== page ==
As a game piece, Brainstorms are not too difficult to come by, being printed as a common repetitively. The same goes for Dark Ritual, which is this year’s prize card. While four of these will eventually be in circulation, at the time of writing, only one has been released to the wild.

Shichifukujin Dragon

Interestingly, two of the rarest cards in MTG history appeared quite some time ago. 1996 was a popular year for timeless MTG stories to surface. Both Shichifukujin Dragon and our next selection were printed that year. This, and the next two selections in this article, all only have one copy of the card in existence.

Much like the 1996 World Champion, Shichifukujin Dragon was a card awarded as a tournament prize. At the time, Magic was still expanding its worldwide reach, but was taking off in Japan pretty aggressively. According to an article from Magic Untapped, a “Duelists’ Convocation International Tournament Center was in the works in Tokyo.” This dragon, designed by Mark Rosewater and Christopher Rush, was given as a way to make the opening something truly special. However, because of the timing of the request, Rosewater was given one hour to design the card.

Similar to our next selection, after this card was approved for print, Wizards of the Coast destroyed all but one copy of Shichifukujin Dragon to make it a truly special card.

Read More: Wizards Announces Massive MTG Arena Changes!

1996 World Champion

1996 World Champion

We would not be surprised if many players were unaware that this MTG card even existed. Wizards of the Coast wanted to gift the 1996 World Champion something truly special. As a result, they were gifted the above MTG card.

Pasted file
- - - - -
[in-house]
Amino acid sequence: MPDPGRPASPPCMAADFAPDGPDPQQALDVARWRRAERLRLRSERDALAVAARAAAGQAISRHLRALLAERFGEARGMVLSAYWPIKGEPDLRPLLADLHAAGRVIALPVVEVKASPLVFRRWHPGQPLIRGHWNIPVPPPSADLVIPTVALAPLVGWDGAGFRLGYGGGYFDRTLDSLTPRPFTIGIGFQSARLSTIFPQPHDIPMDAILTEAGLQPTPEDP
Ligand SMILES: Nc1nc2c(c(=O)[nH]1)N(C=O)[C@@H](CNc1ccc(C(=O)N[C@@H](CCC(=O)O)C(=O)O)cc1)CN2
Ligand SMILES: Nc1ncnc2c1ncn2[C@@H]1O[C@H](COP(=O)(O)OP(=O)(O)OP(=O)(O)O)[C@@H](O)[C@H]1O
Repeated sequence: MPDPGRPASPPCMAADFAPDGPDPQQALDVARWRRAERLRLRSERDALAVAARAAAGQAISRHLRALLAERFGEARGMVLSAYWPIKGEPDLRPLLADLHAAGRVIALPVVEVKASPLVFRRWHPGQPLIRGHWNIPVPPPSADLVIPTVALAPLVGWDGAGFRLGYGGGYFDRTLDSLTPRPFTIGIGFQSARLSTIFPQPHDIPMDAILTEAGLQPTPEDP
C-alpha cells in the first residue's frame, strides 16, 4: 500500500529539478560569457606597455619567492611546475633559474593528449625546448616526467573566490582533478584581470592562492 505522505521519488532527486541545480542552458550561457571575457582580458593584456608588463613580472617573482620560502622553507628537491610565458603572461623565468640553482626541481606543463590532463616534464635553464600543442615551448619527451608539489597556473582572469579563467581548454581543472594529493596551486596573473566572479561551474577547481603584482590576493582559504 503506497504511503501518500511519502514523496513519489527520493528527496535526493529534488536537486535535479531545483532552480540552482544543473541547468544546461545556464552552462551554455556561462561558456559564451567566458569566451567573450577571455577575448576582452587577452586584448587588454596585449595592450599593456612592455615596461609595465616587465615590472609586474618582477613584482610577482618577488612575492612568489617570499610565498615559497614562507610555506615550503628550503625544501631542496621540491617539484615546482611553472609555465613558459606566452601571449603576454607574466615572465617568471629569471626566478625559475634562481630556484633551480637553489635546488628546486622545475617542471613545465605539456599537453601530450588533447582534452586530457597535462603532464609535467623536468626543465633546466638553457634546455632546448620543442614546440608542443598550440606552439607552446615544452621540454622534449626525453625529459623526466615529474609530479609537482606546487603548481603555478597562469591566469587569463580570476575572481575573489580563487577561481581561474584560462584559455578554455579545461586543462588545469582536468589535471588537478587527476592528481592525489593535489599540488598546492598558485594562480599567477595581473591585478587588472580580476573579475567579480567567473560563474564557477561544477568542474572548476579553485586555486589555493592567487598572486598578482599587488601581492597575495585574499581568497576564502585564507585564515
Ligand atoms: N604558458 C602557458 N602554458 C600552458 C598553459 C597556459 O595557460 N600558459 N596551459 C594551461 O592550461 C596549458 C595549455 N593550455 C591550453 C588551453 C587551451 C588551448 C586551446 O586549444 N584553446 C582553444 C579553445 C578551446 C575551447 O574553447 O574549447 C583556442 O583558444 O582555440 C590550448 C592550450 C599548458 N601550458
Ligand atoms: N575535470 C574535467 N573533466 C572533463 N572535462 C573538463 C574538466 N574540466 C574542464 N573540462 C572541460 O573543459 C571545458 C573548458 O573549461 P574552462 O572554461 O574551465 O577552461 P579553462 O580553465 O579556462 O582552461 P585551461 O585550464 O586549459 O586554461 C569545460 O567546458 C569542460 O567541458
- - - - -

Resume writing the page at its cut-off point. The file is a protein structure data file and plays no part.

There is only one copy of the 1996 World Champion in existence. Interestingly, printing technology at the time required that, in order to print this, an entire sheet of this card needed to see print. Wizards of the Coast destroyed all the other copies of the 1996 World Champion, leaving this final copy for the real 1996 World Champion.

In terms of gameplay, 1996 World Champion is quite deadly. A creature with Shroud that is guaranteed to take your opponent out is already quite powerful, but the 1996 World Champion can also appear in your hand during any turn that you desire. You need to discard your hand to do this, but you can essentially always find the card on time.

This is one of the three cards that share the ‘rarest card of all time’ title for MTG. The 1996 World Champion was sold back in 2001 to a private collector for $17,500. It reportedly remains there to this day.

Serialized One Ring

Unlike the other one-of-one cards that have been somewhat lost to history, The One Ring released recently, and became a media sensation. Akin to finding the Golden Ticket for Willy Wonka’s Chocolate Factory, this serialized copy of The One Ring was hidden in one pack for someone in the world to find.

This hiked the prices of Lord of the Rings Collector Booster boxes until it was found. Even though this One Ring variant was discovered very early on into the set’s release, it took some time before the card was revealed to the world.

Eventually, MTG player Brook Trafton would find the card and sell it to MTG personality and rapper Post Malone for about 2.6 million dollars.